The process for enabling SLL is as follows:


Final Words

You have a Python development environment ready! Wasn’t simple, but you did it…
Now I recommend getting a decent IDE..  Try Eclipse with PyDev or JetBarin’s new PyCharm

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9 Comments to “The Complete Guide to Setting up Python Development Environment on Windows”

  1. Todd | September 23rd, 2010 at 9:14 pm

    Could you mention why you didn’t use the ActiveState Python distribution? It handles most of the environment stuff you went through by itself, plus adds .PY and .PYW to the PATHEXT variable so you can leave off those extensions when starting a script. It also installs pywin32 by default which are extremely useful to have.

    Are you developing commercial software and thus not eligible to use it under their license terms?

  2. Eran Kampf | September 23rd, 2010 at 9:33 pm

    Hey Todd,
    I’ve never used ActiveState Python because I’ve never heard of it until now :)

    When I started Python development (Google AppEngine) a couple of months back I just followed the links provided by the Google and Python tutorials I read (pointing to the official Python stuff) and got by on those.

    I am developing commercial software but I dont see any problem with their license on that regard (see term #1 on http://www.activestate.com/activepython/license-agreement)

    So there’s really no difference between the regular Python distribution and ActivePython except that it handles the Windows setup experience better?


  3. Todd | September 24th, 2010 at 3:26 am

    Previously unknown is a good reason I guess. =) I thought the license was more restrictive, glad to hear otherwise.

    The ActiveState package is the full Python install for that version plus a bunch of stuff. Apart from smoothing some parts of the Windows installation, it also comes with a few popular modules preinstalled, primarily PyWin32 as I mentioned, which gives Python COM and WMI capabilities and access to Windows APIs. It’s also got a very complete help file which contains some popular tutorials and articles along with the full Python help. http://www.activestate.com/activepython

    ActiveState also has their Python Cookbook site with lots of great examples in Python and other languages. http://code.activestate.com/

    For your particular install setup ActiveState wouldn’t really save you many steps, but you still may find it a useful package to start from.

    Great set of steps by the way, especially the C libraries and MinGW. Thank you!

  4. gorlok | September 27th, 2010 at 2:22 pm

    Good article. Another option, just in case: install a Linux distro into VirtualBox (or Vmware, etc) on Windows.

  5. srid | September 27th, 2010 at 10:18 pm

    Hi Eran,

    1. The latest release of the Python 2.5 series is 2.5.5, not 2.5.4

    2. If you install ActivePython, there is no need for the following steps in your blog post:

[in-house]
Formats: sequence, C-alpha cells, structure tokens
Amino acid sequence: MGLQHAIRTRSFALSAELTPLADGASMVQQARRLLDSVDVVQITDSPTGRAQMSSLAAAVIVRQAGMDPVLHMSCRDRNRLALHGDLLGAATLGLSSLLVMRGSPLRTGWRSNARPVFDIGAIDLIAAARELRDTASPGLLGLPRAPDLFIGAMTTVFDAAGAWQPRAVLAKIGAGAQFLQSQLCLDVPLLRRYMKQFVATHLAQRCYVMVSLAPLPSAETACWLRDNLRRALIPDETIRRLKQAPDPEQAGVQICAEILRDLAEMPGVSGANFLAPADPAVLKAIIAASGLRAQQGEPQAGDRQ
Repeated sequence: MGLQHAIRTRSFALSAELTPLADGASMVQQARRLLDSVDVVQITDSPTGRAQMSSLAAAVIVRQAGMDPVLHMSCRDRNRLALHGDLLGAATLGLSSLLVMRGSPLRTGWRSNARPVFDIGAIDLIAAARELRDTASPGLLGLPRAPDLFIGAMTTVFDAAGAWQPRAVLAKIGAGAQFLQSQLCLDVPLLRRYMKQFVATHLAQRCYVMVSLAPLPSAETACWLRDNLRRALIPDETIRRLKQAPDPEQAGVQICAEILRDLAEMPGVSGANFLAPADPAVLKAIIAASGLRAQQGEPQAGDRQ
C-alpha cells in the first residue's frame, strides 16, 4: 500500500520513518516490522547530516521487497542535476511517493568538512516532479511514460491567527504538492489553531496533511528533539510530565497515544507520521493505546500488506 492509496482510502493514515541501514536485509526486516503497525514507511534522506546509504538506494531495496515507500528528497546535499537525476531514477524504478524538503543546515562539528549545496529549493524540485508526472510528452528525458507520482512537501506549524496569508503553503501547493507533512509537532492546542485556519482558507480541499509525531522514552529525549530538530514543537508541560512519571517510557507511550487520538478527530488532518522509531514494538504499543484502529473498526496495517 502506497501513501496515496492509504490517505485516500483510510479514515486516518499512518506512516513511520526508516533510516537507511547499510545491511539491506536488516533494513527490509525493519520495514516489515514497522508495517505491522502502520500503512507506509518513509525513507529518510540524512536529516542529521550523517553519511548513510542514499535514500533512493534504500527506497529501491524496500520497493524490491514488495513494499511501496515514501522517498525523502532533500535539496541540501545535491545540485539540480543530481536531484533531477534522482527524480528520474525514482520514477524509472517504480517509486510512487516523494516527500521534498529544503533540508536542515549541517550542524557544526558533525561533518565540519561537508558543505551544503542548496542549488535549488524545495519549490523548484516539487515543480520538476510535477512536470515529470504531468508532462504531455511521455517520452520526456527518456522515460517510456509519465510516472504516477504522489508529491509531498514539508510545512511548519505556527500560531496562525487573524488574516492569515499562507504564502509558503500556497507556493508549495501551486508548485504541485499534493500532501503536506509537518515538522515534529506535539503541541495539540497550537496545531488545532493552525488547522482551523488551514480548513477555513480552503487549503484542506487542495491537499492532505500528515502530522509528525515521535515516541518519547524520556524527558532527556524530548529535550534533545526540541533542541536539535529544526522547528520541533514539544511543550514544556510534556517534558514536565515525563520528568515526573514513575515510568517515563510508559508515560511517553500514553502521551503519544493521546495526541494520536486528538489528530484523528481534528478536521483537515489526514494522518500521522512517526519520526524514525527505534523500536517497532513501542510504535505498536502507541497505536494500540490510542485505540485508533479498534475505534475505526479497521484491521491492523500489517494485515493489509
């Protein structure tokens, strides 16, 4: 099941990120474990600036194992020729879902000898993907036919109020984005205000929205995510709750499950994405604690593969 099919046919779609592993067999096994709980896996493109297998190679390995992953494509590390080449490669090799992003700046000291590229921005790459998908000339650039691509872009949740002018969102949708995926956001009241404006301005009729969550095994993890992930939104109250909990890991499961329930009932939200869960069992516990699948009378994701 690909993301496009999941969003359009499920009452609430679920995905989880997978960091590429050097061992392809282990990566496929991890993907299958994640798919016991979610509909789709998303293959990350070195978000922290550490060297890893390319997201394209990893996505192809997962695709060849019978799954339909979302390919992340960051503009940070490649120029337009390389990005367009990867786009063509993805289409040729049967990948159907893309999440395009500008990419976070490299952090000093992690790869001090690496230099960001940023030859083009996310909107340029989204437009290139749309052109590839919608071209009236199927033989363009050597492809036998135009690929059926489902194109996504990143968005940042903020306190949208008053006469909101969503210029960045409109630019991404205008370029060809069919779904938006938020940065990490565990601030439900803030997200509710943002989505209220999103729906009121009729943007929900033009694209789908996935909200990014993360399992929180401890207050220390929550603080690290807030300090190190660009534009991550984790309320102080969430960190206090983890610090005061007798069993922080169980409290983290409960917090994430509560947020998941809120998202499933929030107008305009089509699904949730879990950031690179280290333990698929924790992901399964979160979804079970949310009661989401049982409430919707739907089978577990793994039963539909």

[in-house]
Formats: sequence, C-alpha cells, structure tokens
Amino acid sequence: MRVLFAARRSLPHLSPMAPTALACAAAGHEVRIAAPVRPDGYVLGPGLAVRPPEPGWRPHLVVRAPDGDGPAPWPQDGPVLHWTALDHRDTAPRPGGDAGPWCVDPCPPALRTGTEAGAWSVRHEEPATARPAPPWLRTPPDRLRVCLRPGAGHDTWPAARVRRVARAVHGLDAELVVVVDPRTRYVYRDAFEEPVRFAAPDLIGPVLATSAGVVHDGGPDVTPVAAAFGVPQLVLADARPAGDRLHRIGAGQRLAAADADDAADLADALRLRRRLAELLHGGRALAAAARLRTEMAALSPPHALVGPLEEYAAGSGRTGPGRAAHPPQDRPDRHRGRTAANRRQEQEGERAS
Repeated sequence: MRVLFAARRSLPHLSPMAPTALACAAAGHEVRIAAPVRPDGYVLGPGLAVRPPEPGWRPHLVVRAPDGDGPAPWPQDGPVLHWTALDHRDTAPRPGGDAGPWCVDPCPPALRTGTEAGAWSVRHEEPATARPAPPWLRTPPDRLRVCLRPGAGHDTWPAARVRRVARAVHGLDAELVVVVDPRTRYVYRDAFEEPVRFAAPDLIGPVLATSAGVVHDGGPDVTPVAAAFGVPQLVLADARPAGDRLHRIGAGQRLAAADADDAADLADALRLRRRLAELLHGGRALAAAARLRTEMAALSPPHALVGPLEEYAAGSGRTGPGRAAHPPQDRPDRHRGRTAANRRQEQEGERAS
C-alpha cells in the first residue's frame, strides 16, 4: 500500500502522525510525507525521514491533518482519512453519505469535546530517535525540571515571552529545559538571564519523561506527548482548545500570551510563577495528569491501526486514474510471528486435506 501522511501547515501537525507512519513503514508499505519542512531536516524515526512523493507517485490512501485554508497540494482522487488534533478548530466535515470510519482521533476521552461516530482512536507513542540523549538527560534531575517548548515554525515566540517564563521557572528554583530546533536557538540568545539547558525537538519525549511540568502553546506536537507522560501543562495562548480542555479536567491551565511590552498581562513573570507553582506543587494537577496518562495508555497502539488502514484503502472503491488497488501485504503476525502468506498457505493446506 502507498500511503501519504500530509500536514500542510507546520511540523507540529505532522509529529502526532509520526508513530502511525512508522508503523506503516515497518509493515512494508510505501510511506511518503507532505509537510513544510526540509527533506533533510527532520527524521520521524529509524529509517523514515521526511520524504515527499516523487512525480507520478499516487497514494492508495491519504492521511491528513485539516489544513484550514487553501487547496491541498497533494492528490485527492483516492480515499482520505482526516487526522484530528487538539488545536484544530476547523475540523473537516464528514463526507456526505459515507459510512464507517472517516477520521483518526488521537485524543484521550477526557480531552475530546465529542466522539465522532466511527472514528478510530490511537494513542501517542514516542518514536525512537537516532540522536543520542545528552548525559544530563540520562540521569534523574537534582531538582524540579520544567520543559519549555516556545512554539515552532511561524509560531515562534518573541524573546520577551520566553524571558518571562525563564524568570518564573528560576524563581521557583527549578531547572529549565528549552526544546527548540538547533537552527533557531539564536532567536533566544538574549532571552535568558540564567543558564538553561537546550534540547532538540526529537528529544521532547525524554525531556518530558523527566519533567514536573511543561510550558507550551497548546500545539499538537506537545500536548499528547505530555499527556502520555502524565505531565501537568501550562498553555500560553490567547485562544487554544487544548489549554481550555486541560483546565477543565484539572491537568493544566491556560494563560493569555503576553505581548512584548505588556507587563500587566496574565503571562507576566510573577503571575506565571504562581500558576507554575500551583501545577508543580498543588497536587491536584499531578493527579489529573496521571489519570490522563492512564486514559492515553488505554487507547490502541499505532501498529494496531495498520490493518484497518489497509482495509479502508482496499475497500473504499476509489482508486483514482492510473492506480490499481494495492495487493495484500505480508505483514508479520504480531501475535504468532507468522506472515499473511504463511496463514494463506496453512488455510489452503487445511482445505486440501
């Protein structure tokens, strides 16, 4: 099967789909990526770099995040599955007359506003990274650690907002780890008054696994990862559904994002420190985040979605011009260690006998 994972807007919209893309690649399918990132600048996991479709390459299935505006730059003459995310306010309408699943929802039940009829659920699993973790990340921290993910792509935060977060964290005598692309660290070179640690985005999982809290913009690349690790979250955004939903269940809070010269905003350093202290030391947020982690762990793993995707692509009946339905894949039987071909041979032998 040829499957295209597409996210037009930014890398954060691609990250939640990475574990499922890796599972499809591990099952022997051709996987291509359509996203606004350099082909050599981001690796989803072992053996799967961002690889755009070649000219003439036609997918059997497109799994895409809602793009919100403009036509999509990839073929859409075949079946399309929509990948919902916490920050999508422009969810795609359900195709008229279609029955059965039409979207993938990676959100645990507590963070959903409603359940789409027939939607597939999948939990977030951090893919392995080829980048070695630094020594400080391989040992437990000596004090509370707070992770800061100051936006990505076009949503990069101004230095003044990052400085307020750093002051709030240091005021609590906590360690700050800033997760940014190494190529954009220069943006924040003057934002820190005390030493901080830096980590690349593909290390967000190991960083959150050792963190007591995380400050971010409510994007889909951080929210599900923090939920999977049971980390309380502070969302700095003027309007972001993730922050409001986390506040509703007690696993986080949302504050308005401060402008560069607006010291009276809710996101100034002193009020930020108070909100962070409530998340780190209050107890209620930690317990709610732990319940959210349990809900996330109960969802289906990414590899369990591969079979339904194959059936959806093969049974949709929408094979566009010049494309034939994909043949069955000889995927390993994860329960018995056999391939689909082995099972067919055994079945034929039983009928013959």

a. Setting the PYTHON_HOME Environment Variable
    b. Setting up the PATH variable
    c. Installing easy_install

    ActivePython already does all the above; in addition it also installs `pip`. Generally you do not need a compiler suite such as MinGW, because ActivePython includes a tool called PyPM that makes it easy to install binary packages from the ActiveState repository at pypm.activestate.com. For instance, you can install the PyCrypto module using the following command:

    C:\> pypm install pycrypto

    Look, no compilers needed! And the whole thing took a few seconds to run (dependending on your network connection)!

    You asked “[Is] there really [any] difference between the regular Python distribution and ActivePython except that it handles the Windows setup experience better?”. The answer is: apart from better Windows setup, ActivePython also provides:

    – pywin32
    – Distribute (community based fork of setuptools)
    – pip
    – access to PyPM repositories for installing binary modules

    Note: PyPM repository is not free for 64-bit Windows build; and is only available on 2.6 and above.

  6. Travis | January 30th, 2011 at 8:27 am

    small typo…

    ” You should now be able to install PyCrypto by running “east_install* pycrypto”. ”


    Also for users of Python pre-version 2.6, you’ll encounter some errors with this step of installing PyCrypto…just upgrade…

  7. Travis | January 30th, 2011 at 8:30 am

    Other than that though…lifesaver tutorial. Thanks a million!

  8. Travis | January 30th, 2011 at 8:31 am

    Sorry to string-bet my comments here but…what do you think of NetBeans IDE?

  9. Eran Kampf | January 30th, 2011 at 11:34 am

    Hey Travis,
    Thanks for the comments :)
    I havent tried the NetBeans IDE. I’ve been pretty happy with PyDev on Eclipse…

    Ive recently switched to a Mac but I still find Pydev+Eclipse favorable for Python\GAE development over TextMate which I use for pretty much everything else (Rails etc.)